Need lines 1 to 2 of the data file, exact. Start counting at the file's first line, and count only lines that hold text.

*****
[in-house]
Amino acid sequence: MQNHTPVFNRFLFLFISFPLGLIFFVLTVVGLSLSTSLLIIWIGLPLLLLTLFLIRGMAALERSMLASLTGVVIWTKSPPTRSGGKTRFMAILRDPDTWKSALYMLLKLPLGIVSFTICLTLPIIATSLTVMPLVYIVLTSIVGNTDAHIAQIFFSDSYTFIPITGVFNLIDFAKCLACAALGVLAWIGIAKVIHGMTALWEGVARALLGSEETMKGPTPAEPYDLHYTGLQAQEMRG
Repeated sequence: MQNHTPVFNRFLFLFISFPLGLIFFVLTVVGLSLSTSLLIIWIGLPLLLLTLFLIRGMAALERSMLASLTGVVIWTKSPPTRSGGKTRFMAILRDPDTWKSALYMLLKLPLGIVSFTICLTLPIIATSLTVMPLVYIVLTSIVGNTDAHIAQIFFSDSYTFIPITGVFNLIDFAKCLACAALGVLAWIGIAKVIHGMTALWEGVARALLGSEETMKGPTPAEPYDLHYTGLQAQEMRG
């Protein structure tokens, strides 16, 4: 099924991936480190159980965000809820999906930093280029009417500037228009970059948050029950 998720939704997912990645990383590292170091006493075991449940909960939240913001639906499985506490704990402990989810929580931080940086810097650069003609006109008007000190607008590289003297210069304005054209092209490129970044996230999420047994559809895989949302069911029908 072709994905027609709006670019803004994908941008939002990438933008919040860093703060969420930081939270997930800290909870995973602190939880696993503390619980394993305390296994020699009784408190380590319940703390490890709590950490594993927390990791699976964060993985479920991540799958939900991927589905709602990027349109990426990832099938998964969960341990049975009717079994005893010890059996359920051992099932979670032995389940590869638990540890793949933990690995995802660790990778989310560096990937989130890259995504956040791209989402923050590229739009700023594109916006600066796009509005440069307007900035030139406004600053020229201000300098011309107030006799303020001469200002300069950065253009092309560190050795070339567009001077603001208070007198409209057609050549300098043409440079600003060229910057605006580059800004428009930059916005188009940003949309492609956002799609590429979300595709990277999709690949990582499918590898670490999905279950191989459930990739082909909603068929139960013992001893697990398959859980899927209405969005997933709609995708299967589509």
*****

[in-house]
Amino acid sequence: MQNHTPVFNRFLFLFISFPLGLIFFVLTVVGLSLSTSLLIIWIGLPLLLLTLFLIRGMAALERSMLASLTGVVIWTKSPPTRSGGKTRFMAILRDPDTWKSALYMLLKLPLGIVSFTICLTLPIIATSLTVMPLVYIVLTSIVGNTDAHIAQIFFSDSYTFIPITGVFNLIDFAKCLACAALGVLAWIGIAKVIHGMTALWEGVARALLGSEETMKGPTPAEPYDLHYTGLQAQEMRG